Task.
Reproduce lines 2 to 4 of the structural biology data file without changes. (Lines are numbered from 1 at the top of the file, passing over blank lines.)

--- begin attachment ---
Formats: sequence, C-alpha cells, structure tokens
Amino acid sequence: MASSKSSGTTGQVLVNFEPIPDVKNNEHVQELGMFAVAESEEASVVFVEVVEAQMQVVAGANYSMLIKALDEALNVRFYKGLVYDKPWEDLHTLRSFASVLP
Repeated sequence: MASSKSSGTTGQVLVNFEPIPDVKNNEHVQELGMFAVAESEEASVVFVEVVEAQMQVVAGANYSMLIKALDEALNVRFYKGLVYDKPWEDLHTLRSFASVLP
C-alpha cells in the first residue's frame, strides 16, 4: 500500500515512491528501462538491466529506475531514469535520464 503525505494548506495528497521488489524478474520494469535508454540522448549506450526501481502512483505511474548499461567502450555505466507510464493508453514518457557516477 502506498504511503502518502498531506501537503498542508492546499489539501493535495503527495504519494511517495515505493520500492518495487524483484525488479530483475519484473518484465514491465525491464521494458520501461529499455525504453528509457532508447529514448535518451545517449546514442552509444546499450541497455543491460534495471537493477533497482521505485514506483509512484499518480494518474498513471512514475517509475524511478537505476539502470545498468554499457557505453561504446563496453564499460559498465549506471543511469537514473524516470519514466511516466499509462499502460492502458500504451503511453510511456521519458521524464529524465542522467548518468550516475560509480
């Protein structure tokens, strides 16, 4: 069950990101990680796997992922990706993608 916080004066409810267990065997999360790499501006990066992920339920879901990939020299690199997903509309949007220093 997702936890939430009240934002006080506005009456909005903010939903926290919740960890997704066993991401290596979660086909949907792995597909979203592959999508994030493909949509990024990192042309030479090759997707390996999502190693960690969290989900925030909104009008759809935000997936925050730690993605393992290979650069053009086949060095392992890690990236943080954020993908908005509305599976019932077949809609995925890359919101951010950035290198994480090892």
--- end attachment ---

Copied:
Amino acid sequence: MASSKSSGTTGQVLVNFEPIPDVKNNEHVQELGMFAVAESEEASVVFVEVVEAQMQVVAGANYSMLIKALDEALNVRFYKGLVYDKPWEDLHTLRSFASVLP
Repeated sequence: MASSKSSGTTGQVLVNFEPIPDVKNNEHVQELGMFAVAESEEASVVFVEVVEAQMQVVAGANYSMLIKALDEALNVRFYKGLVYDKPWEDLHTLRSFASVLP
C-alpha cells in the first residue's frame, strides 16, 4: 500500500515512491528501462538491466529506475531514469535520464 503525505494548506495528497521488489524478474520494469535508454540522448549506450526501481502512483505511474548499461567502450555505466507510464493508453514518457557516477 502506498504511503502518502498531506501537503498542508492546499489539501493535495503527495504519494511517495515505493520500492518495487524483484525488479530483475519484473518484465514491465525491464521494458520501461529499455525504453528509457532508447529514448535518451545517449546514442552509444546499450541497455543491460534495471537493477533497482521505485514506483509512484499518480494518474498513471512514475517509475524511478537505476539502470545498468554499457557505453561504446563496453564499460559498465549506471543511469537514473524516470519514466511516466499509462499502460492502458500504451503511453510511456521519458521524464529524465542522467548518468550516475560509480